Dark Clouds & Silver Linings
Here are six areas where I’m reading the weather.
The pros and cons of technology
That we can phone, message, email, Facebook, Tweet, Hangout, Zoom, FaceTime, Skype and Insta each other is terrific. I’m incredibly grateful for the way technology is enabling us to fill some of the gaps, stay in contact, and stream church services. At the same time a cloud to this silver lining is that we become increasingly tech dependent. We’ve all been glued to our screens the past ten days and that isn’t healthy. When we are through this the big tech companies are still going to want to mine our data, track our movements, nudge our spending, commoditise us and sell to us. During a time of famine Joseph reduced the Egyptians to slavery (Genesis 47:21). We need to be careful that we are not made slaves of Big-Tech.
We also need to be alert to the reality that ‘online church’ is not church! I’m very thankful that we can put sermons, songs, and other resources online to help people at this time. I know there are real evangelistic opportunities on the internet. But true church is about the people of God physically gathering together, ‘greeting one another with a holy kiss’, taking the bread and wine, looking each other in the eye, and loving others despite their – and our – strange or irritating habits. We must beware falling into the trap of thinking that gathering together is one option among many for ‘doing church’ – that you can just as well do it sitting on your sofa with a phone in one hand and a coffee in the other. That approach will produce consumers, not disciples.
It is already becoming apparent that those who are doing ‘online church’ best are those who are most used to physically being together. Our student group had a successful virtual lunch on Sunday – but that was a fruit of them doing actual lunch together every Sunday. To claim that online church is really church is as silly as claiming that watching Bake Off is the same as making and eating a cake.
Another danger is that as we put things online we develop an unhealthy obsession with how many clicks and views we get. It would be wise to remember how in recent political campaigns those whose worldview was dominated by Twitter and Facebook have been mystified when come election night their side lost. It is not necessarily those with the loudest voice who make the biggest impact.
When this is over we are going to have to re-learn how to connect in more human ways. This, again, will be an opportunity for the church. We will have a responsibility and opportunity to show people that real community is bigger than a screen and more meaningful than an emoji.
A new neighbourliness
One of the most remarkable developments of the last few days has been community groups springing up in street after street. We now have nearly 40 of our neighbours in ours and there is a level of communication which would have been unimaginable two weeks ago. In many places Christians are taking the lead in this – as we should, because we understand community. This is a great opportunity for us! The challenge will be to maintain and build on what is now happening once the immediate crisis is past. We will need to move beyond the superficiality of a WhatsApp message and into the reality of people’s lives.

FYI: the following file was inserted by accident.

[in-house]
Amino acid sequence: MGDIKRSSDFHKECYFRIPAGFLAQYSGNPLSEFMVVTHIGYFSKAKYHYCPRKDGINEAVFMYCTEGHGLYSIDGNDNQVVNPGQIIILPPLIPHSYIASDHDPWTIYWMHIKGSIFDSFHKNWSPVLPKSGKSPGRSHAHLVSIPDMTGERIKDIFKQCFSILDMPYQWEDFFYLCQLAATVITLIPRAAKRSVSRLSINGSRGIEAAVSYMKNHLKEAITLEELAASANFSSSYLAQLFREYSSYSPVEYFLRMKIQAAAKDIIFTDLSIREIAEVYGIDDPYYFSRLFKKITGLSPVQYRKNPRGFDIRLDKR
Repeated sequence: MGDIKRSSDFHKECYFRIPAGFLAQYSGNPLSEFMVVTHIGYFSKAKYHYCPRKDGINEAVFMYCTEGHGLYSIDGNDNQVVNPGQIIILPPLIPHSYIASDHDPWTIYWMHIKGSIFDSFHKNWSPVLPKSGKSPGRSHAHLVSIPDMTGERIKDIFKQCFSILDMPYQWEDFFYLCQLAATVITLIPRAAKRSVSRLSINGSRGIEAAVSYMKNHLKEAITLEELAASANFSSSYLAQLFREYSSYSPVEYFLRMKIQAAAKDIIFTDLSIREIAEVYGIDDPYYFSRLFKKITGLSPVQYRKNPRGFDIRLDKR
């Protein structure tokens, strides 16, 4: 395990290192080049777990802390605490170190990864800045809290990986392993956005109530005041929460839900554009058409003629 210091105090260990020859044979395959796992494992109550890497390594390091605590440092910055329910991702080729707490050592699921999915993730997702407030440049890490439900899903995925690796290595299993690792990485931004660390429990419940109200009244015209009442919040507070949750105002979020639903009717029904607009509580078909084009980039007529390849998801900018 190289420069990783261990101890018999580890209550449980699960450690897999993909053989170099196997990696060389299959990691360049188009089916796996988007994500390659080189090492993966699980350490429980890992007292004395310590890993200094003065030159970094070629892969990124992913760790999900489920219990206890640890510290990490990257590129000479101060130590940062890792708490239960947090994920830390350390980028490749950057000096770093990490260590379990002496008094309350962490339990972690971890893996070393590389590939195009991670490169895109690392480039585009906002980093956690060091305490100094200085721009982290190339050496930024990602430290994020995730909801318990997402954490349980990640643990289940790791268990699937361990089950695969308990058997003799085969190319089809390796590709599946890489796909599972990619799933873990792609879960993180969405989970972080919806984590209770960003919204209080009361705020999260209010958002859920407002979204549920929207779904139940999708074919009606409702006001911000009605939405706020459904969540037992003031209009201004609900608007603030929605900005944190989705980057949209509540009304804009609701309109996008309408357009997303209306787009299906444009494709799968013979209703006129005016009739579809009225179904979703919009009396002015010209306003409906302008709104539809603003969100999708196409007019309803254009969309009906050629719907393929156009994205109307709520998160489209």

As neighbourhood support groups are being formed we’re seeing ways in which local communities can support one another in the way more distant government cannot. One of my neighbours has organised a local fishmonger to deliver to our street. I’ve put in a bulk order for flour with a miller I know. Teachers in the group are giving help and advice to parents with kids at home. I heard of another group where chicken eggs were being bartered for loo roll. Even as the global economy takes a battering perhaps we will find ways to strengthen local neighbourhoods and economies.
My brother-in-law in Buenos Aires told us that for the first time in a long time the skies above the city are blue as pollution levels have dropped. When the crisis is over are we really going to go back to how things were before or will we have learnt how to treat the planet more kindly? And might it be that the emergence of Covid-19 finally compels the Chinese authorities to close down the live animal markets that were the origin of the virus – as they were of SARS previously. As well as reducing the likelihood of future viral epidemics this could greatly reduce the global trade in endangered species. Ironically, a zoonotic disease could be great news for global ecology.
When our kids were small we would read the Bible and pray together at breakfast. As they grew older and schedules more complex this pattern of family devotions began to slip until we weren’t doing it at all. Now we are back – praying and worshipping together daily in a way we never have before. If you’ve never had a pattern of family piety it might not be easy to start, but if you can’t start now, you never will. My hope is that in my church (and around the globe) there is a recovery and renewal of families coming together in the word and in prayer.
A purified church
One of the downsides of a time like this is that it brings out the charismatic crazies. There are some truly weird and wonderful things being promoted from certain corners of the church. Peter tells us that “it is time for judgment to begin with the household of God” (1 Peter 4:17). My prayer is that what we are going through will cause some of the dross in the church to be burned off. As the falsity of what some are preaching is exposed a refined and purified church can emerge that is ready to witness the truth of the gospel and welcome people into God’s house. Who knows? Perhaps God is using this time to prepare us for revival.
Keep reading the weather!